In Palmer's case, I think some people in the top ignored it and later thought they could cover it up.

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Mar 30, 2012 11:02 AM Bill Taylor Bill Taylor  says:

Read "Organisations behaving badly: A greek tragedy of Corporate Pathology" by Australian author Leon Gettler. It is very insightful on this very topic.

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Mar 30, 2012 12:01 PM Gregory Pinkowski Gregory Pinkowski  says:

case 1: I was an employee at a small company.  I knew their employment contract was illegal, especially for several Russian workers.  I was frustrated with the company's penny-pinching ways and how it affected employees.  I asked for clarification, and the company had to start tracking hours and paying overtime (California law) or pay more.  Management's resentment was long-lived.  They kept me long enough to make it not look like retribution, then put me into the next round of layoffs.  In retrosepct, I probably would not have asked for clarification in writing but discussed it verbally.  But I knew it was strong-arm tactics to force their hand in writing, and I hoped they would increase the base pay to something fair.  Instead they just limited hours and brought in more people, with everyone paid less.

case 2: I was a contractor thru a 3rd firm.  Married manager had a married girlfriend who used to be the computer tape librarian.  Since the installation of virtual tape he had an emplty tape room with a combination-lock safe-vault door and his girlfirend's desk inside.  He spent an hour in there every day, and she slept in there the rest of the time.  I didn't really care, and as a contractor my loyalty is bought and paid for, and is to him and not the company.  But then he had a software product with a use counter, and wanted me to reset the counter.  This was clearly illegal violation of the license.  I told him that the contracting company had me bonded and that I could not do anything to jeopardize that bond.  So he had me document how to reset the use counter and found someone else who would do it.  But in the end, I walked in on him and his girlfriend in the tape vault, and his girlfriend was mortified.  So once he felt I had too much on him, he called the contracting company and told them to send somebody fresh.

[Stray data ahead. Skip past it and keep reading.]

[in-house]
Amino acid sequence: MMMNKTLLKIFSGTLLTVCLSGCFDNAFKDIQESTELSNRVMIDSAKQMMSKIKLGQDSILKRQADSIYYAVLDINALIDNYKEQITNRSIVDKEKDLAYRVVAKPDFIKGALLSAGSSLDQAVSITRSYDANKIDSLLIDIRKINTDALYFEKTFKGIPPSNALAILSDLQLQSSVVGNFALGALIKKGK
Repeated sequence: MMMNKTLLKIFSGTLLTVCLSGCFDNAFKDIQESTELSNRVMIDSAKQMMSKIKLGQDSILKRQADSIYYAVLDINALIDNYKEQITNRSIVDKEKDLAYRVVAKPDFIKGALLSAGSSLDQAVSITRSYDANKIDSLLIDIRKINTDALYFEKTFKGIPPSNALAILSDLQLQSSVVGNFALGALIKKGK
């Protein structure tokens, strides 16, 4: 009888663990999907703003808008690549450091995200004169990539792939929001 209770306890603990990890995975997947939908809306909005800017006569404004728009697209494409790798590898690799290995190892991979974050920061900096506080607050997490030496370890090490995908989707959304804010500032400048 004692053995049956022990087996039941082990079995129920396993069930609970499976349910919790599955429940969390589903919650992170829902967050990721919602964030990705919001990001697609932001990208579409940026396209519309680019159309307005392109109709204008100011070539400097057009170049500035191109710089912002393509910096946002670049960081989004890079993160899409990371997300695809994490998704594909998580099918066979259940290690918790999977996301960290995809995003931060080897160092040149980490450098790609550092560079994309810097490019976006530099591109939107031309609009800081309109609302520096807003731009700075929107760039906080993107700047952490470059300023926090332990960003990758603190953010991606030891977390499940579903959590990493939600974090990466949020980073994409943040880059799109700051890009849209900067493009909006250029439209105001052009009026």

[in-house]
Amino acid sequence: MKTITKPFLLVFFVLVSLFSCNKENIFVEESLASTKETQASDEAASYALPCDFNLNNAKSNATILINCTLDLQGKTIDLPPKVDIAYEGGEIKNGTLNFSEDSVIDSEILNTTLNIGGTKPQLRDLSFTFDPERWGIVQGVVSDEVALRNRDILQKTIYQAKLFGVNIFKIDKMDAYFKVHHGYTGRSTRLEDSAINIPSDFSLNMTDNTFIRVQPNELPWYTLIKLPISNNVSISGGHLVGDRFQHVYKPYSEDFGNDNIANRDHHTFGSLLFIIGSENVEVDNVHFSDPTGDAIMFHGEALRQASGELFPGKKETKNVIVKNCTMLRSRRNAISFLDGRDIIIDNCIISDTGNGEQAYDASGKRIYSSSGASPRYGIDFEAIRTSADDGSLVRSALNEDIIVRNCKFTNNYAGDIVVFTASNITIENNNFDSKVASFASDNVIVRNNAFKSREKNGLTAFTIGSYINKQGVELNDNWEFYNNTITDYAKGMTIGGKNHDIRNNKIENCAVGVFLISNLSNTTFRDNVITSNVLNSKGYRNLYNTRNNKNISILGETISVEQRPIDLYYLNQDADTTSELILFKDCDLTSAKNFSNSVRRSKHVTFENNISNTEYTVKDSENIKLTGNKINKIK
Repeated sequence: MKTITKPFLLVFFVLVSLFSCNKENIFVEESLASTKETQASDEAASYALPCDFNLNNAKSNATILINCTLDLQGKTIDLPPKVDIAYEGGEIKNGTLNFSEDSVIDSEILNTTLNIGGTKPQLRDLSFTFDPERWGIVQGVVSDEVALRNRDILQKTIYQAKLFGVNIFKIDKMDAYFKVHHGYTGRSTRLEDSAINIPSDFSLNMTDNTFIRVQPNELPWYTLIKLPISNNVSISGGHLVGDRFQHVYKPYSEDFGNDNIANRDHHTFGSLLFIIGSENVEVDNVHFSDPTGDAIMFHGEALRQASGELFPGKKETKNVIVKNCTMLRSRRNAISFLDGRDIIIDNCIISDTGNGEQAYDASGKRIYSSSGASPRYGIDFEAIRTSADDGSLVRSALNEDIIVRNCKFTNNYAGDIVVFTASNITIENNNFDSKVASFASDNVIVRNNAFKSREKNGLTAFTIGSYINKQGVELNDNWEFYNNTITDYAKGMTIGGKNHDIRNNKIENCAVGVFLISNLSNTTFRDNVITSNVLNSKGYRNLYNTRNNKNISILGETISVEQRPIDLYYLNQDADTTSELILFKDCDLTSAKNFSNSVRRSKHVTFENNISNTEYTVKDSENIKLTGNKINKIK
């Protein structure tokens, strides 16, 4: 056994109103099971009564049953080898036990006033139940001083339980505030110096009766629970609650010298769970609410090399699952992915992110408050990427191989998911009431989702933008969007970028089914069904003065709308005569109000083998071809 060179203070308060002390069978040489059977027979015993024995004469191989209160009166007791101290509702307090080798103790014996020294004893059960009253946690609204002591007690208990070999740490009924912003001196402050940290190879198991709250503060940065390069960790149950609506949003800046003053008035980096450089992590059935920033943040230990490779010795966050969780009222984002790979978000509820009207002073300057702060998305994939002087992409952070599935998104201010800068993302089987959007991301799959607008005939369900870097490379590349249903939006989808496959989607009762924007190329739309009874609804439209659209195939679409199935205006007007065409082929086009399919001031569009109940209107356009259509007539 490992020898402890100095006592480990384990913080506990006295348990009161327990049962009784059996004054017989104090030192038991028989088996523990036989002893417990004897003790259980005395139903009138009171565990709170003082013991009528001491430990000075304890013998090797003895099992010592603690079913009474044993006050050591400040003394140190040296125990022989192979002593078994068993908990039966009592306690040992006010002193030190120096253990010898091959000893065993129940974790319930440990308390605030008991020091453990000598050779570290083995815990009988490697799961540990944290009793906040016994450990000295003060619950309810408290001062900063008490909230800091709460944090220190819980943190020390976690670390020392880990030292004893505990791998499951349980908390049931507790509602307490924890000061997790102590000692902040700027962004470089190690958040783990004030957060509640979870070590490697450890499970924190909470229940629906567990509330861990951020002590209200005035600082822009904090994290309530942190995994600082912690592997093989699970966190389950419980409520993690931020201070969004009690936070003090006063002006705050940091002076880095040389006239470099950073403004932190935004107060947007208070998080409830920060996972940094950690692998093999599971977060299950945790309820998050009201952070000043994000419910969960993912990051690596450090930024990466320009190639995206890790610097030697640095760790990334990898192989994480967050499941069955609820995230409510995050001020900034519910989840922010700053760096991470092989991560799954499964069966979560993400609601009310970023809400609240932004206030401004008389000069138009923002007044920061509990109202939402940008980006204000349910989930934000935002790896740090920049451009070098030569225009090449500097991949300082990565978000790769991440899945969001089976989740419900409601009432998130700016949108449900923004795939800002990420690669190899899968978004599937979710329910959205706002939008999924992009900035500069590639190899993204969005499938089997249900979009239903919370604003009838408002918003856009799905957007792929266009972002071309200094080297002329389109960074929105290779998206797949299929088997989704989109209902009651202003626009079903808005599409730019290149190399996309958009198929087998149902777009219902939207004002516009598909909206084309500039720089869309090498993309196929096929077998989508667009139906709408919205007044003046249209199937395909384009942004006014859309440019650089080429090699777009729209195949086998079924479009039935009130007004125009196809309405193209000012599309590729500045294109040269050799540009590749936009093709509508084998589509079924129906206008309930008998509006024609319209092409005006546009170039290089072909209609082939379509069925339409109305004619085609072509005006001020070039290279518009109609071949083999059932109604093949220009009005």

So, in the end, these situations will hurt you.  The best you can do is look for an ethical enviroment with as few such complications as possible.  And have broad enough skills to move and preserve your integrity and career.

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Apr 13, 2012 10:39 AM CIOs, Infosys, Wipro, Tata, Cognizant and .. CIOs, Infosys, Wipro, Tata, Cognizant and ..  says: